Until just a few years ago, putting was considered a black art. You were either a labeled a great putter or terminally diagnosed with the “yips.” Quite a few significant strides in golf instruction during recent years have occurred in the area of putting, and the methods used by touring pros in recent years have narrowed considerably.
This post discusses the prototypical setup/address position that I see used by most tour players nowadays. The setup position that good putters use is quite often counter-intuitive to the beginning or intermediate golfer. There are easy mistakes to make.
Luke Donald’s Setup Fundamentals
How do we created a setup position that simultaneously creates balance and optimal alignment? Let’s take a look at a down-the-line view of Luke Donald, who has been ranked in the top-20 strokes-gained-putting for 9 of the past 15 years and was ranked #1 for two consecutive years in a row during 2010-2011.
Here are six fundamentals we see in Luke Donald’s setup:
- The shaft is aligned on the same plane as the forearms
- The mass of his entire upper body is centered over the balls of his feet (and not in the heels)
- A line drawn down from the left pocket hits 1”-2” inside his heel
- His wrists sit directly under his shoulders
- His toe-line is roughly parallel left to the target-line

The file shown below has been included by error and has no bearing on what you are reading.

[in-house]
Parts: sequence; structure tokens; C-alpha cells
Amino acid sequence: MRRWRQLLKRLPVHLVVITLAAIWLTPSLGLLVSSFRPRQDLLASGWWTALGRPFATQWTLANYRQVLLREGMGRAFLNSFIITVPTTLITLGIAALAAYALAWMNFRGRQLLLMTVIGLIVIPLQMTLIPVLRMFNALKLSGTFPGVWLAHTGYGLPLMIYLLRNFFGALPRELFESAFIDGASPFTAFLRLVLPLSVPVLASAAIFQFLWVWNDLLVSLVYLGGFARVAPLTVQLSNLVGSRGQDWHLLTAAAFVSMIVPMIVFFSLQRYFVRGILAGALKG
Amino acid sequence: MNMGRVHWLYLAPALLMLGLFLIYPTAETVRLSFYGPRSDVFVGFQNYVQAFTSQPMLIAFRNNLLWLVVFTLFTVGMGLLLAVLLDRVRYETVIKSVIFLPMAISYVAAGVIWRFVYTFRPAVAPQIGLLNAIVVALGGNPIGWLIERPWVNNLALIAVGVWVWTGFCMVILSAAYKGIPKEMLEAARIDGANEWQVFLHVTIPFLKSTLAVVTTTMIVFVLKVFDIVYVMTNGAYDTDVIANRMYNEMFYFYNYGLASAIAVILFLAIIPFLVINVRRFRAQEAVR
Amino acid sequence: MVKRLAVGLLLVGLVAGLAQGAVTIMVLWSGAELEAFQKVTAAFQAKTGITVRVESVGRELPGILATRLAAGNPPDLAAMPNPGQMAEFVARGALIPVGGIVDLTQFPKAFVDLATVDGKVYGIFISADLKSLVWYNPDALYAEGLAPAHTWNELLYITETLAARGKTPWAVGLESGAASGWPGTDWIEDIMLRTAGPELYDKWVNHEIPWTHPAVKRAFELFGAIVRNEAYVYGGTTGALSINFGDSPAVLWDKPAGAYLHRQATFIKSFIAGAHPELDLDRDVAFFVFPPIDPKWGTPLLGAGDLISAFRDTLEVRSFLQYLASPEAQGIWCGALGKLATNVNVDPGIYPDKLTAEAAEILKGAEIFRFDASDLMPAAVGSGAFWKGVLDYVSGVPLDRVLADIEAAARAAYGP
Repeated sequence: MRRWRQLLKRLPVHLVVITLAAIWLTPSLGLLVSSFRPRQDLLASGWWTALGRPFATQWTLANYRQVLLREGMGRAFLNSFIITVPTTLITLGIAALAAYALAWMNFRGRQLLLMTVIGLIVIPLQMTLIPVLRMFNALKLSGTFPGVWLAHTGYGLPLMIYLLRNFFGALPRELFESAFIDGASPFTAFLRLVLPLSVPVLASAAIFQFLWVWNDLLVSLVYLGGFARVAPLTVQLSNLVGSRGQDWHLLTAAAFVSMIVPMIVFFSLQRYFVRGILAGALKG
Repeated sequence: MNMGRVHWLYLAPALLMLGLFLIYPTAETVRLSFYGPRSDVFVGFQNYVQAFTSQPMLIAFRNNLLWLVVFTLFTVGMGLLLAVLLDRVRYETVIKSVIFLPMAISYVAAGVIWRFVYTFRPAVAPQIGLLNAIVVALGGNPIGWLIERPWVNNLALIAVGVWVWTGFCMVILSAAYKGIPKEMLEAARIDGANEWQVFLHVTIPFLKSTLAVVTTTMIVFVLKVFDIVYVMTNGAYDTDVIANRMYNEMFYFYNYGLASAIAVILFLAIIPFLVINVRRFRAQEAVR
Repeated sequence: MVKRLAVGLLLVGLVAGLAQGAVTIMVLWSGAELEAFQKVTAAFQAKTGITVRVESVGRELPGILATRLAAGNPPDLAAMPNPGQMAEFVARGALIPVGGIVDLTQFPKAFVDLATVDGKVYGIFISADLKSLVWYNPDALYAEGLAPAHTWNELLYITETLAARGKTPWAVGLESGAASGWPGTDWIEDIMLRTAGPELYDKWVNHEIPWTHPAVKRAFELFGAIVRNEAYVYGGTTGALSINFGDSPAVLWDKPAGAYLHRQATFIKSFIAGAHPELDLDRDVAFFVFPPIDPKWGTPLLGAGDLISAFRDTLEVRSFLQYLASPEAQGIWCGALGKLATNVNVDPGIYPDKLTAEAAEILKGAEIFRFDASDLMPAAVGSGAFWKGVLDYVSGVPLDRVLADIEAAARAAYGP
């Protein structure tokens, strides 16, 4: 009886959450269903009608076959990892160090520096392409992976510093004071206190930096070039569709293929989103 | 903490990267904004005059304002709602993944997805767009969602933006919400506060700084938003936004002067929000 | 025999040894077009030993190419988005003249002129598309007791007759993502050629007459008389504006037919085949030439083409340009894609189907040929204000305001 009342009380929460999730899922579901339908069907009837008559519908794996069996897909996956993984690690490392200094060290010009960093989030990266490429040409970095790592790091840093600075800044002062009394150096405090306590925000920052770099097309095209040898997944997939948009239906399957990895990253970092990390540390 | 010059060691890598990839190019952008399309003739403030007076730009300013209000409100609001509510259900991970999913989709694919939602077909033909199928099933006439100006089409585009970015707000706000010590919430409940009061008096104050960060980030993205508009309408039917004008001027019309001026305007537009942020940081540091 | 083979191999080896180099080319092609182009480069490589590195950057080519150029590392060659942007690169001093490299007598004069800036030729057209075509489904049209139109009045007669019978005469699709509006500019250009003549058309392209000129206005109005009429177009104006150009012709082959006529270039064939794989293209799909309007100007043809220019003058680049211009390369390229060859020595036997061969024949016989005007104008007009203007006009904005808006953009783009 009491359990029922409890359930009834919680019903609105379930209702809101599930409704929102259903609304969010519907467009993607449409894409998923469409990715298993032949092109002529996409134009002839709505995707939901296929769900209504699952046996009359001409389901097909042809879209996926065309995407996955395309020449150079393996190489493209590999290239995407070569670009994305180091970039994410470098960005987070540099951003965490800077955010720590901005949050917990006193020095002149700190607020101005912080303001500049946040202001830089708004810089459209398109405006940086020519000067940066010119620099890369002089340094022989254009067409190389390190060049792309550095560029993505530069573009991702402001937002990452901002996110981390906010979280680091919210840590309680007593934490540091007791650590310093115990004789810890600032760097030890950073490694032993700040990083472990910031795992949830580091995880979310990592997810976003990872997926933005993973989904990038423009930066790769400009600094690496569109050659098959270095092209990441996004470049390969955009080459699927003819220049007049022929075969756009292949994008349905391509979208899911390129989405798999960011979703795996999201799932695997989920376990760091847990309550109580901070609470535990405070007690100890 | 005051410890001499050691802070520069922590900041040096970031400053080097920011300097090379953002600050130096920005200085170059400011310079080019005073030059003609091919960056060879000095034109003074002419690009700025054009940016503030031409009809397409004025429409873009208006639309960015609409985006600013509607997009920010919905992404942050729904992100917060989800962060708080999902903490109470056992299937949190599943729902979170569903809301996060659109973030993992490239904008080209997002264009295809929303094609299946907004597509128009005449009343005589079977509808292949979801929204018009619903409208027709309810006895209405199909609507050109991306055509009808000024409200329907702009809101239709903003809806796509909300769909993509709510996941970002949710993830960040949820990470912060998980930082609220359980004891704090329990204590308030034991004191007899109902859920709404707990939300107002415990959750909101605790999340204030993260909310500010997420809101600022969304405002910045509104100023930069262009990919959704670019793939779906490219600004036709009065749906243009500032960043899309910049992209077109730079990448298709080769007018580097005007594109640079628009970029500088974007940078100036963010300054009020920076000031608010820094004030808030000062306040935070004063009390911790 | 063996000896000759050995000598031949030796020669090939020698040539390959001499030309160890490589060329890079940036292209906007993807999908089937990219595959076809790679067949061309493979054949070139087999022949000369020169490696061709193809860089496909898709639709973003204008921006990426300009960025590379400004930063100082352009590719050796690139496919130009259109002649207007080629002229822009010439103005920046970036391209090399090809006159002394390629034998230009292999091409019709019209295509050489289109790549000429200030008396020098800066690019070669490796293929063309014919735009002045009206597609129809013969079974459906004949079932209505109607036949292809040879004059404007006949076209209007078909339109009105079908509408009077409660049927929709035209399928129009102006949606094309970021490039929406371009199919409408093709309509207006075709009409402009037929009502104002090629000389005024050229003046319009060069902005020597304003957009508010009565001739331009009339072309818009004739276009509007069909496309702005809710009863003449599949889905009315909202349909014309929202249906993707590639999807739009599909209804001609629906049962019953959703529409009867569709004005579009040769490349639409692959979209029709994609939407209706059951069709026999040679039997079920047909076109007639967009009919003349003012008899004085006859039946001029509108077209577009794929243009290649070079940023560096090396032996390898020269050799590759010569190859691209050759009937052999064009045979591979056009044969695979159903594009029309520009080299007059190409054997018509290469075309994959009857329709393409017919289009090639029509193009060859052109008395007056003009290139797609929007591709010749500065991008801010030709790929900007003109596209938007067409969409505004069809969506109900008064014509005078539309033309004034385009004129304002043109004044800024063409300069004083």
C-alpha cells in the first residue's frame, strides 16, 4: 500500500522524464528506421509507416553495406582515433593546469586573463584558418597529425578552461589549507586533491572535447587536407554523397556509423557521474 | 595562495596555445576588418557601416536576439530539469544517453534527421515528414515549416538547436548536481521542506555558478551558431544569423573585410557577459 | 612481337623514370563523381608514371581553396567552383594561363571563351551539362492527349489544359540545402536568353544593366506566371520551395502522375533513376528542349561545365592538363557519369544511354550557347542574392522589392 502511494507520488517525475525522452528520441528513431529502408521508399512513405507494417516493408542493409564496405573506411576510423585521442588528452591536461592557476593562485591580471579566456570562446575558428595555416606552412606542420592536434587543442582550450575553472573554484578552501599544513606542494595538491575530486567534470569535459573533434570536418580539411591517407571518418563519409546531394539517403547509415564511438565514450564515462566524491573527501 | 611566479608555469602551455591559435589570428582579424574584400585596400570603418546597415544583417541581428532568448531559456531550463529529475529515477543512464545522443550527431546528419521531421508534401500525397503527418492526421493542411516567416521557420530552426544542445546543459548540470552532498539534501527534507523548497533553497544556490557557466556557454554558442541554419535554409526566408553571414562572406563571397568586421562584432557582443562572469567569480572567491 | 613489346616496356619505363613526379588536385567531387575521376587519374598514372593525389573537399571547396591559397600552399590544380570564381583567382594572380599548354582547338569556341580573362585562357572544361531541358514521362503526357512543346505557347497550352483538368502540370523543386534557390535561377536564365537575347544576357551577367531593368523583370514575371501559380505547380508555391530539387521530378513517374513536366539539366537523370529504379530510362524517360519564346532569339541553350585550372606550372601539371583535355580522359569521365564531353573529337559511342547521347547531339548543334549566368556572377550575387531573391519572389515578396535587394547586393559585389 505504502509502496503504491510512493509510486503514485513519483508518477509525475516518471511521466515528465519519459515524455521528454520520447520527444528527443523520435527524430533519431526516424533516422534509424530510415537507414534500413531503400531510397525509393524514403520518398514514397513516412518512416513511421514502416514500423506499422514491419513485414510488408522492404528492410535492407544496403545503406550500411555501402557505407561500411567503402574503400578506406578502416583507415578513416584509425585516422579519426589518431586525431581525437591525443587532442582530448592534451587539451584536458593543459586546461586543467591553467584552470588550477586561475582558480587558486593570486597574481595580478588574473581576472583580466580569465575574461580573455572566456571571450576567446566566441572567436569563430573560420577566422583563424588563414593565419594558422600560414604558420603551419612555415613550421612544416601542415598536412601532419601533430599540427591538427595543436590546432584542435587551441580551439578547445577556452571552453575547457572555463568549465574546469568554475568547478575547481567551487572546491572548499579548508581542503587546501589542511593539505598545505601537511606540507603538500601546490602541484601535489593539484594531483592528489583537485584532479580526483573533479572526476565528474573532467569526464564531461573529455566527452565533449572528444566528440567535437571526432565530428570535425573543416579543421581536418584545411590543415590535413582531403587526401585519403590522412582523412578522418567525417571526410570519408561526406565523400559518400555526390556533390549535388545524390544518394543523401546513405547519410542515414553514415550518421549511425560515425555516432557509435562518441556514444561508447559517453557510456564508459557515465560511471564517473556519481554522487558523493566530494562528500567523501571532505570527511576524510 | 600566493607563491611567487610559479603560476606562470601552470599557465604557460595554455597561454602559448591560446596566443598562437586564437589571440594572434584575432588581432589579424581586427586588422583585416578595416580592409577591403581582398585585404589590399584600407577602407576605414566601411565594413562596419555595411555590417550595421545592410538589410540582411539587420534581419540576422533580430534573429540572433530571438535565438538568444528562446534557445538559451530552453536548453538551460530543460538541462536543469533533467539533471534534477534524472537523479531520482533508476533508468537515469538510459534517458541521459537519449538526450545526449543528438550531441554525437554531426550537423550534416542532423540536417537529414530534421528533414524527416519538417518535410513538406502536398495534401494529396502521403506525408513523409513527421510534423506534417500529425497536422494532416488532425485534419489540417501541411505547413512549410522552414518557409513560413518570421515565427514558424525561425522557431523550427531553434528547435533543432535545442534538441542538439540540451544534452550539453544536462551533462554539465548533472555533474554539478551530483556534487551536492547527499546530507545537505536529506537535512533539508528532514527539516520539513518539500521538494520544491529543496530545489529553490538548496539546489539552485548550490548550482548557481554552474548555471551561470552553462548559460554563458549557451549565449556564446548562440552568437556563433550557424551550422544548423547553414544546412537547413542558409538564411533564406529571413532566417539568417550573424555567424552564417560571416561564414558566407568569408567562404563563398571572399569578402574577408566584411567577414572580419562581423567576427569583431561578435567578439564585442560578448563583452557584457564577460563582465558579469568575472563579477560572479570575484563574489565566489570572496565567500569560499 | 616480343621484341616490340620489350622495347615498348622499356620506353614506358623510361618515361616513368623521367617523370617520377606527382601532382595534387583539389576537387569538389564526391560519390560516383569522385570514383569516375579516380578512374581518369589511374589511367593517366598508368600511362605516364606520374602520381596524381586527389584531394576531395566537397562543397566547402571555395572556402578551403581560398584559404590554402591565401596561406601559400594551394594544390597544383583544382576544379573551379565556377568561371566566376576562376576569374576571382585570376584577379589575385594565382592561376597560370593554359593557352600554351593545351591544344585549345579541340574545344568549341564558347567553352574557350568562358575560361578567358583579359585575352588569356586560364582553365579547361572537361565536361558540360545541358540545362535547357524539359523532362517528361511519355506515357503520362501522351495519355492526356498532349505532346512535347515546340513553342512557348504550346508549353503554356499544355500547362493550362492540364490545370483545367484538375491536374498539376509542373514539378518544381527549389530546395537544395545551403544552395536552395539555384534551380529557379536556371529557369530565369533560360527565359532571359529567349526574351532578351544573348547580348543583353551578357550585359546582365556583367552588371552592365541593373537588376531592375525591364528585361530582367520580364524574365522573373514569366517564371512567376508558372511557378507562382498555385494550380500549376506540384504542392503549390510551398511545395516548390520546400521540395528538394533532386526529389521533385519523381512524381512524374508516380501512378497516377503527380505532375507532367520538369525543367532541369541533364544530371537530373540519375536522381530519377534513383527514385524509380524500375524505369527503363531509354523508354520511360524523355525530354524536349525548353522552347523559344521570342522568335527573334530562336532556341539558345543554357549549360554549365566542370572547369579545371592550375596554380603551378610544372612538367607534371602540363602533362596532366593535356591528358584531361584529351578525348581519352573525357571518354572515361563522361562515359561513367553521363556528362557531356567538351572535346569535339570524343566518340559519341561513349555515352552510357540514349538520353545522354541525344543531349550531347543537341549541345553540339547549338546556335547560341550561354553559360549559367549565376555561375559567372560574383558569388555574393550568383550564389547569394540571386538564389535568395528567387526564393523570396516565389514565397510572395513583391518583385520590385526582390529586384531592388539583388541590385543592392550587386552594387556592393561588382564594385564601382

- A vertical line extended directly upward from the ball hits the head between his eyebrows and early-forehead (not his eyes)
- His balance from rear-to-front looks like he’s “out over the ball”
The mistakes I most commonly see in the down-the-line setups of beginning golfers are:
- Too much weight in the heels. This has a cascading effect on at least three variables above causing the player to lose that “out-over-the-ball” look and feel to the setup. A line drawn down from the crease of the pants hits behind the heel, not 1′-2″ in front of it.
- The ball inside the eyes. This pulls the body backward toward the heels. It’s better from a balance and aiming perspective standpoint for the ball to be somewhat outside the eyes. Conventional wisdom calls for the ball to be directly under the eyes but too many great putters just don’t do it that way.
- A bad putting grip. This typically produces unwanted angles between the arms and the shaft. If the right hand sits too high, the
tops of the forearms will aim left producing a leftward bias to the putter head path.